March 31, 2017. Let’s quietly contemplate the beauty of an exhausting, 5,000-calorie-burning 13-mile hike in Glacier National Park, USA.
This is one of those profoundly humbling hikes. Not because you spend the last third of it wondering if you’re gonna make it to the end of the trail. It’s because you can’t imagine the scale of the natural beauty until you’re right in the middle of it and you feel … tiny.
This is a call to action. If you’re in shape to do this hike, get out there and do it while the glaciers are still there. If you’re not, well, get in shape so you can. You’ve only got until 2020 or 2030. The geologists and climatologists say that’s when the still-massive-but-already-shrunken glaciers will disappear. Completely.
I’m not here to harsh your mellow with the global warming news. Let’s just take a hike. Work your Way through the photos. And a really cool Google Map I made for you. Here’s how we go.
Up, up, up to the Granite Chalet
We start at the bottom, on the Loop Trail, because steep hikes up seem easier on the old knees than steep hikes down. We climb up 2,200 feet over the first four miles. An early morning start, when the sun’s low. Most of the trail is heavily wooded. Our legs are fresh. Keep up a good pace and you get to the Granite Chalet in 90 minutes. You can see it in the upper right corner of the photo above. This solid stone structure was built in 1913. $75 for a night in a bunk bed and use of the kitchen. The only amenity is the view, but it’s incredible. Better. Cheaper. And nobody’s in a hurry. But we’re moving on to the connecting trail.
High Line Trail to a really steep detour
I thought it was going to be a fairly flat hike from here. 7.6 miles along the “Garden Wall” to Logan Pass and the National Park Service shuttle bus back to the trailhead where we parked. But, no – it just keeps going uphill. A mile or so on, you see this little sign for the Grinnell Glacier Overlook. Sounds good. What’s another 3/4 of a mile?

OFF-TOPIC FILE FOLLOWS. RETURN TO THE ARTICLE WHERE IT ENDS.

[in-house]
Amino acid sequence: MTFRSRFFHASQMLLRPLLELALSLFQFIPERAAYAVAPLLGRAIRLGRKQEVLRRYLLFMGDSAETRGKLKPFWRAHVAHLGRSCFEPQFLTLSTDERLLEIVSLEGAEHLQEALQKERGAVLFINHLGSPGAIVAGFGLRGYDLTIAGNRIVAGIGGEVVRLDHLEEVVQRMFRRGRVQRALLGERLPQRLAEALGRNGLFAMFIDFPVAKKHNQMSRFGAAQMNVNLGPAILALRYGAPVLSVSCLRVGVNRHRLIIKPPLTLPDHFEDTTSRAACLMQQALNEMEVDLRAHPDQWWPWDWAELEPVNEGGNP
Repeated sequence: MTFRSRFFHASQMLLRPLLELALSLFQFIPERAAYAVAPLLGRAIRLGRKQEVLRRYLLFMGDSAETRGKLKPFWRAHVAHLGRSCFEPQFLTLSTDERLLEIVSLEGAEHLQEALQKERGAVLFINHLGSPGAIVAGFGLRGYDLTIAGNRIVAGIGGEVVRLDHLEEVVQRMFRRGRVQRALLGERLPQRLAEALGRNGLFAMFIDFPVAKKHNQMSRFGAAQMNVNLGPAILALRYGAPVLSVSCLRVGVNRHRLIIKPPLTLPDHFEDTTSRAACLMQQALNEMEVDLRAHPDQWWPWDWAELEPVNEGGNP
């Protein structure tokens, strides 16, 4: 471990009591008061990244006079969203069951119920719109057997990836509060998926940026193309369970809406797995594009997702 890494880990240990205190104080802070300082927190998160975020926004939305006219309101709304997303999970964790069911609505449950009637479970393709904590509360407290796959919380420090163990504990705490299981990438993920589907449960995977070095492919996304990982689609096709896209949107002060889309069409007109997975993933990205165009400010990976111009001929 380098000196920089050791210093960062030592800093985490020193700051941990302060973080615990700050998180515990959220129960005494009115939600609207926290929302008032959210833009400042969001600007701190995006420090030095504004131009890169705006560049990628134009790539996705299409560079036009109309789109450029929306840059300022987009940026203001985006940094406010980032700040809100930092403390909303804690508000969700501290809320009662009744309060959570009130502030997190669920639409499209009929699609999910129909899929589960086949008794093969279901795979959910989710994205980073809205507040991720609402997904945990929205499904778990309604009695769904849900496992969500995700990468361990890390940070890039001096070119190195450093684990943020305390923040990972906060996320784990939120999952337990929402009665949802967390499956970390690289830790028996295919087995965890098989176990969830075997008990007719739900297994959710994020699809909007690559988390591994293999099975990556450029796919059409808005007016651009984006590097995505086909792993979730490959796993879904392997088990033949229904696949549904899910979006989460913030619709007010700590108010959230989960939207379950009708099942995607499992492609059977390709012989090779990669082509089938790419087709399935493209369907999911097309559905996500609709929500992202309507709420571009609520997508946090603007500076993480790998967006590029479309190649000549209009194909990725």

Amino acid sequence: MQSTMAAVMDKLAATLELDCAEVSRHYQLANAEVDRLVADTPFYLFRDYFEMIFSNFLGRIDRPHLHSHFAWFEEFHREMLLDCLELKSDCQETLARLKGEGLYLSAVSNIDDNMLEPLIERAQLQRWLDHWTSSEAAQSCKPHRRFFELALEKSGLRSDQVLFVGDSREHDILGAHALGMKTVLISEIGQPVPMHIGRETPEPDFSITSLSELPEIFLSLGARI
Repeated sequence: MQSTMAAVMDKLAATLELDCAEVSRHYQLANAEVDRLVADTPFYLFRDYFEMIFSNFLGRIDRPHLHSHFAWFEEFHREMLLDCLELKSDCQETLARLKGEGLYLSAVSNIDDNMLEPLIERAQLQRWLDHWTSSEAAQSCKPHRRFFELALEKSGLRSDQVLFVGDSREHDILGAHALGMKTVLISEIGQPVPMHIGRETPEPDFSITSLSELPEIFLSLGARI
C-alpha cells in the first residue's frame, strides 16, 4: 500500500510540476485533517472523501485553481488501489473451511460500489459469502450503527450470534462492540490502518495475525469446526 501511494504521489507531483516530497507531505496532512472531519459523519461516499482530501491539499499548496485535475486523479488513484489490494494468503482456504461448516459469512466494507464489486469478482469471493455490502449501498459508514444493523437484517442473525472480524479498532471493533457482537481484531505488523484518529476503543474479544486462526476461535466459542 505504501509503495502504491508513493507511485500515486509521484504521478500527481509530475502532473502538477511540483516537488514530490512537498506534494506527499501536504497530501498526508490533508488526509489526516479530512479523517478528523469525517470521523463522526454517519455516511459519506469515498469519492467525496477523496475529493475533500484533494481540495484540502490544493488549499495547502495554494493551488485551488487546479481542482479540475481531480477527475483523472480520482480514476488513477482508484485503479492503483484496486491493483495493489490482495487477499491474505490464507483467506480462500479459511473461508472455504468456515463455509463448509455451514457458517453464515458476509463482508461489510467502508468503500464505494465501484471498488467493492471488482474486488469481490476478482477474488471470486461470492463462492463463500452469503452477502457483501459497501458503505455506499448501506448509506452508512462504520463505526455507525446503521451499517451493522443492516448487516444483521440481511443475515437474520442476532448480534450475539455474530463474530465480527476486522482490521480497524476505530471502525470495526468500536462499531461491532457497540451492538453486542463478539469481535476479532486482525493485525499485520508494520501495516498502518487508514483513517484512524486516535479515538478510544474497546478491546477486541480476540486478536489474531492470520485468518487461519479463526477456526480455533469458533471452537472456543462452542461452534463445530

In this case, it’s 4,000 horizontal and 1,000 vertical feet. It is wicked steep. You actually have to scramble on hands and knees for part of this. Took 45 minutes to go less than a mile. You arrive at the ridge line overlook completely spent. But it’s the biggest bang for the buck you can imagine. You climb through this notch in the sheer rock Garden Wall and look down the other side – way down – onto the Grinnell Glacier and Grinnell Lake. Look down:
Scrambling back down to the Highline Trail’s a lot easier. Six and a half miles behind us; six and a half more to go.
All Along the Garden Wall
Sounds like a stroll through a rose garden, right? But we’re still ascending. Not so steep now, but relentless. The sun’s up high. We stop frequently to sip water. We stop more frequently because we’re stunned by the views around every switchback. Exhausted and exhilarated.
It still amazes me that you can get to these places on foot. That it’s the only Way you can get to them. Do it while you can.
$25 gets a carload of you into the Park for a week. For all the health benefits of exercise. The added health benefits of being in green, natural environment. And a free shot of Vitamin D. In a spectacular Slower setting: took two million years to carve this landscape.
It’s About Time
You’ve got until 2020 or 2030. The geologists and climatologists say that’s when the massive glaciers will disappear, completely. Really. Click to see the U.S. Geological Survey photos taken from 1938 to 2009. They document the gradual disappearance of the Grinnell Glacier, now just 30% of its former self. 70% gone in 70 years. Yikes.
Click to see the big Google Map I made for you
While you’re hiking
Sip water frequently to keep yourself hydrated and fresh. When I hike, I always wear my CamelBak backpack with its built-in water reservoir and conveniently in-my-face water “bite valve” that never drips or leaks. If you don’t have one of these, check out these handy 50-ounce and 100-ounce packs and this kid’s 1-liter Pack. For something smaller, I use CamelBak‘s BPA-free bottle with that cool and highly functional bite valve.